The Gazette-Herald from Kenney, Illinois on February 8, 1918 · 5
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The Gazette-Herald from Kenney, Illinois · 5

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Kenney, Illinois
Issue Date:
Friday, February 8, 1918
Page:
5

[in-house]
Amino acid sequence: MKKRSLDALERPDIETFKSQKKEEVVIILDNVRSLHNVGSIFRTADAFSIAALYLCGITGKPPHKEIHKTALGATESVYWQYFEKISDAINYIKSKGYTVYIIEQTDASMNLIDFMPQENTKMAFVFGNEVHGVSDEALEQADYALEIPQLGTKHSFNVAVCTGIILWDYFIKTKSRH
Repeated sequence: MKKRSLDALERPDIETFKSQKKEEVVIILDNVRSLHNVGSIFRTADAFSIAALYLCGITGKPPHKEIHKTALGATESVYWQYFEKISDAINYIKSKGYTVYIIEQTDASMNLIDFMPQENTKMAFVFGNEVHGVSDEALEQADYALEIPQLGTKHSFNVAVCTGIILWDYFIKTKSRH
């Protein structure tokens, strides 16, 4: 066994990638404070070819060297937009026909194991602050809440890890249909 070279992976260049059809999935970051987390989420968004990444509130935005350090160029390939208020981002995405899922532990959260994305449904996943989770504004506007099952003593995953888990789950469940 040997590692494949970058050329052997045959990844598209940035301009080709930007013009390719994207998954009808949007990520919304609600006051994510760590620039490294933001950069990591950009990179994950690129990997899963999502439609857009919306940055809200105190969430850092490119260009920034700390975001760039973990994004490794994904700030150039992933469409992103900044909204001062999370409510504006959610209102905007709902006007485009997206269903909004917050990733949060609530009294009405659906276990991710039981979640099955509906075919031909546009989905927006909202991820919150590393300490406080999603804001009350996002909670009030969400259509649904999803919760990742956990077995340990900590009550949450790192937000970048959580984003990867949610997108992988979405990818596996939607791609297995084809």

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c FRIDAY, FEBRUARY 8, 1918. THE GAZETTE-HERALP. KENNEY ILLINOIS. PAGE FIVE 'f' r 1H FROM OUR REGULAR CORRESPONDENTS News Items of Surrounding Territory Written Jn Their Peculiarly Breezy Style. BLOOMINGDALE We are still having real winter weather. Dont forget the date of E. T. Jetts big Conmbination sale Friday, February 15, 1918. Mrs. R. J. Randolph and children visited Monday with Mrs. John Hunt. Joe Kingsley has rented a farm near Latham and will move there this spring. Elmer Frysinger, of Iowa, has been visiting relatives and friends here the past week. C. A. Watt, and E. T. Jett attended the Wade & Crang Combination sale at Clinton Saturday. R. J. Randolph and John Hunt hauled coal from Lincoln Saturday. Those moving since last week are: Will Newman moved to the J. I. Everson farm, Rastus Johnston and mother moved from the John Foster farm to the John Safly farm; Charles Thompson moved from the Louie Smith farm to the farm vacated by Mr. Johnston, that he had recently bought of Mr. Foster. W. S. S. ! 4- HARMONY 4 Mrs. Wm. Smith is very poorly with rheumatism and lung trouble. Glenn Bradshaw is ill of measles, in the home of his parents, Mr. and Mrs. John Bradshaw, in Decatur. You are invited to Sunday School and preaching services next Sunday, February IP. Thirteen were present last Sunday. Miss Susan Davis was the guest of Mrs. Benj. Barry Saturday. Helen Barry, who was ill of pneumonia, is rapidly improving, the nurse returning to Springfield Monday. The teachers reading circle met with Miss Loretta Jackson Sautrday afternoon in the home of R. E. Johnston. Harve Couch and wife were Decatur visitors Thursday and called at John Rogers near Forsyth on their way home. Thomas Talbert, of California, arrived last Wednesday for a visit whh his sister, Mrs. Joe Miller. Linn Rogers, who attends Decatur High School, came, home last Thursday for a weeks vacation. They are taking their easter vacation now in order to save coal. The Schreajr Red Cross class met in the home of Mrs. Geo. Dietrich last Friday aftemonn. Henry Heilman, wife and daughter, Miss Carrie Gouge and Benj. Barry were Sunday afternoon visitors at Robt. Johnstons. Hazel and William Miller have joined the Mt. Pulaski Calf Club and will take a calf to raise this summer. A number from here witnessed the sale in Latham Saturday of the E. A. Joynt place, adjoining Latham on he east. It contained 56,224 acres, with improvements and was purchased by the heirs. The Schrear, Evans and Hadley schools are preparing a program together to be given at the church next Tuesday night, February 12, celebrating Lincolns birthday. One of our school teachers states that one reason of the scarcity of coal is due to the way a large percentage of the women and girls of today dress. Of course, it takes more coal to heat the houses warm enough for these thinly, summer clad females. Mrs. Katherine Heft went to Springfield Saturday where she underwent an operation for the removal of her tonsils, in St. Johns hospital. Carrol Nowlin, of Maroa, who has been spending a few days at Louis Emerys, to assist with the chores, while the latter went to Iowa, returned home Sunday. The Emery brothers were expected home Monday, but received a message from them stating they were snowbound some place along the line. Benj. Whitaker started moving Monday, taking two loads of implements to the Kiick farm, where he has rented, between Lanesville and Illiopolis. Miss Mabel Roberts is staying with Mrs. Whitaker during his absence. About 60 friends and neighbors were present at a surprise on Chas. Schroat and family Thursday night. They were sure surprised. . Refreshments of fruit salad and cake were served. The family will soon move to a farm 2 Ys miles northeast of Mt. Pulaski. He has already taken a few loads over. The Hadley Red Cross class met with Mrs. Henry Heilman and daughter last Wednesday afternoon. Ten were present to sew on bed shirts and pajama suits. Refreshments of ice cream and cakes were served. A number in the locality attended the funeral services of Frank James in Latham Thursday morning. He died Monday at the Great Lakes Nav-ul Training Station of scarlet fever and pneumonia. Services were held in the M. E. church, but the corps could not .be taken into the church. He leaves his parents, Mr. and Mrs. W. L. James, of Decatur, formerly of Latham, and two brothers, Loy and Clifford, of Latham. Burial was in Mt. Pulaski cemetery. Miss Carrie Gouge received word Friday that her sister, Mrs. Mattie Birks, who was burned several weeks ago, at Harristown when a coal oil stove exploded, was worse. She is yet in Macon County hospital. Miss Gouge went to Decatur Saturday, returning here Sunday and reports her resting easier Saturday and Sunday. Louis and Lawrence Emery and W. C. Galloway in company with C. D. Nowlin, of Maroa, left last Wednesday for Whiting, Iowa, to attend the funeral services of the formers brother, Walter Emery, whose death occurred on Monday at Camp Cody, Dening, New Mexico. The cause of his death was mastoid abscess, for which he was operated on January 5. He had heen ill for a month or more preceeding that. Relatives were sent for by camp authorities and his brother, Chas. went and was with him a week. Walter Emery was bom in Austin township October 16, 1885 and was reared 'here. In 1915 he went to Whiting, Iowa, near which place he had been farming. Last summer he enlisted in the ambulance section of Sioux City, Iowa and shortly afterward was sent to Camp Cody with the contingent to which he belonged. At Sioux City training camp last summer he was secretary of the Y. M C. A. and belonged to Ambulance Corps No. 1 in the army service. He is survived by three brothers and one sister: Louis L., Lawrence E. and Chas. W., all of this community, and Mrs. T. B. Rhinehart, of Atwater, Illinois. There has been three funerals in the family since last June the father and a sister dying last summer. Everyone in Hadley district was requested to be present at the Council of Defense meeting last Tuesday night at the school house. 16 were present, representing 10 families. The teacher. Miss Gouge was chairman of the evening, and elected so for the future to fill the place made vacant by the resignation of Louis Emery, who will soon move out of . the district. Meeting opened with singing of America. Several reports of the district were given. The Council of Defense Committee appointed in November consisted of the school directors Louis Emery, Fred Rogers, and John Johnston-the teacher, Mrs. Dora Goretzke, Mrs. Louis Emery, Mrs. Geo. Heilman, Hattie Kerwood and Mrs. Katherine Heft, the latter being , secretary. Every woman in the district registered in November. A number signed the meatless and wheatless pledge. ' Each - pupil has signed a pledge to save sugar, meat and wheat. They are tagging the coal shovels in the district. The Thrift stamps were explained and at close of the meeting reported $78.28 in War Savings Certificates sold since Monday. Geo., sr. and John Johnston gave short talks. Other meetings are to be held and speakers secured. W. S. S. 4 4 HALLSVILLE -: "4- Mrs. Minnie. Ervin and son, Ver-nelle, visited a few days in Clinton. Charlie Jones, Mrs. Earl Duff, Jdar-tha Humphrey, Veta Barnett, Nita Bartley, and Clell Hildreth were Clinton visitors Saturday. Mrs. Ira Dement and Roy Dement are reported better at this writing. L. D. Kindred is reported very low. Mrs. J. W. Barnett went to Spring-field where she will visit a couple of weeks. Mrs. J. B. Mavity of, Nevada, Missouri, arrived for a visit with her parents, Mr. and Mrs. Hugh Bowles. Mr: and Mrs. Edmund Clark were Hallsville visitors Saturday. Mr. and Mrs. Clarence Smith, of Green Valley, were Saturday visitors at Ralph Irwins. Miss Alberta Carpenter is visiting with WilbMeaehum and family. Corn shelling has begun around in this! vicinity. Several farmers have shelled. Mrs. Pearl Barkley, of Peoria, visited a few days at Mr. and Mrs. Fred Meachums. W. S. S. Tablets Gazette News Stand. THE GAZETTE-HERALD, KENNEY, ILLINOIS ' Telephone Number Forty-Four. ERNEST L. FOSTER, EDITOR AND PUBLISHER Entered at the Postoffice at Kenney Illinois May 5, 1911, as second clasa matter. Advertising Rates made known bn application. TERMS OF SUBSCRIPTION IN ILLINOIS Three months $ .50 Six months 1.00 One year 1.75 The above are payable in advance, but if you do not wish to pay now yoa can get the paper by making a written order specifying the time yo wffl( pay for it within six months from date. Two years, strictly in advance 3.00 OUTSIDE OF ILLINOIS One year, strictly in advance $2.00 Two years, strictly in advance 3J E h ROWELL h ? t 44 Mrs. Milton Bird and daughters, Edna and Gladys, and Mrs. Sam Dean and daughter, Helen, spent Thursday with Mrs. Arnold Mears and children. Mrs. Nellie McNeil, of Clinton, spent Wednesday with her parents, Mr. and Mrs. Frank Weikle. Her sister, Miss Velma, returned home with her for a few days visit. Milton Bird and family entertained several relatives at dinner Sunday. Will Cox and family spent Sunday with Mr. and Mrs. I. G. Cox, in Kenney. Mr. and Mrs. Frank Weikle spent Thursday in Clinton with their daughter, Mrs. Roy Hiter and family. Mr. and Mrs. Otis Preston called on Harry Hall and family Sunday. George Foster and wife spent Sunday with Frank Brelsford and family. Mildred and Roy Mears, children of Mr. and Mrs. Arnold Mears, have been quite sick the past few days, but are both better at present. Miss Sarah Prig, teacher of Mud Chapel school, was a Decatur visitor Saturday and Sunday, there being no school on Monday, as the morning train on the Vandalia failed to make the trip. W. S. S. Positively no hunting or trespassing with dog or gun on any land owned by me. Mrs. Lucy B. Stewart. W. S. S. The entire wheat crop of France has been requisitioned by the French Government. Millions of war babies are waiting to be adopted baby bond. Buy Savings Stamps. w. s. a According to information received in Washington, butter is selling in Berlin at $2.25 a pound, sugar et 66 cts. a pound, ham and bacon at $2.11 a pound, and Ivory soap at five bars for $1.12. fj Watch Repairing Expert watch repairing is one of our-special lines of work. Your watch is given the most careful attention, which, together with skilled workm a n s h i p gives good timekeeping results. , . - - -e e e t HbLlJ nWURBK 5njs N OOTITMW DOWN GO THE PRICES OUT GOES ONE-HALF THIS STOCK QUICK SVIOW FANTLE, THE HENS AND BOYS CLOTHIER FORCED TO SACRIFICE! SLAUGHTER PRICES! I FOR 14 DAYS! Compelled to raise Quick Money we are turning loose the bargain knife throughout the stole smashing the prices to the very limit in our efforts to move out thousands of dollars worth of this men s stock. in w MAW 8, 9 nn llVll. ' ' Be here when the doors swing open. Come with the expectation of getting big values. Youll not be disap pointed. Its an out and out price smash throughout the store. Nothing will be reserved. It s sell we must. RECORD BREAKING BARGAINS FOR YOU MENS OVERALLS Genuine -Iqdigo blue, a regular $1.6ifSeller. $1.19 MENS ARROW COLLARS Regular 20c each, but-we sell them 2 for 25c i WORK SHIRTS The regular $1.00 kind, out they go at 65c MENS OVERCOATS A big range of sizes and styles and theyre worth to $20.00. Now $11.75 One Lot MENS OVERCOATS Will sell with a rush at the ridiculous price of $5.95 SHEEP LINED COATS Heavy Mole skin Slicker, interlined, worth $12. Now $8.75 JUVENILE SUITS . Quick action price on this lot, sizes 3 to 8. 39c - MENS OVERCOATS A full, line of styles and sizes, worth $15.00. Now $9.75 MENS FINE SUITS $20, $25 and $30 values, full range of size's and styles. $14.75 MENS SUITS See this big line of $15 values, now selling for $10.75 BOYS SUITS Heres a big bargain $5.00 and $5.50 values, sizes 9 to 17. ' $3.79 BOYS PANTS Made of good material, knickerbocker Style, worth 75c. 49c JUVENILE COATS All $3.00 and $3.50 values. Will sell with a rush. , $l.6p LOOK! MENS SUITS See this lot of mens suits at the ridiculous price of $3.75 MORRIS FANTLES CASH RAISING SALE STARTS FRIDAY HORNING, FEBRUARY, 8th; 9:00 A. H. Buy for the present and future. This sale means dollars to you! Hundreds of other bargains equally as low ' priced as these quoted above. Everything included in this great sale. Not a dollars worth reserved. Mens and Boys Clothing Mens Shoes, Hats and Furnishings One bleck east of Court House . CLINTON, ILL. Morris Fantles $20,000 Money Raising Sale 1. j v s . 1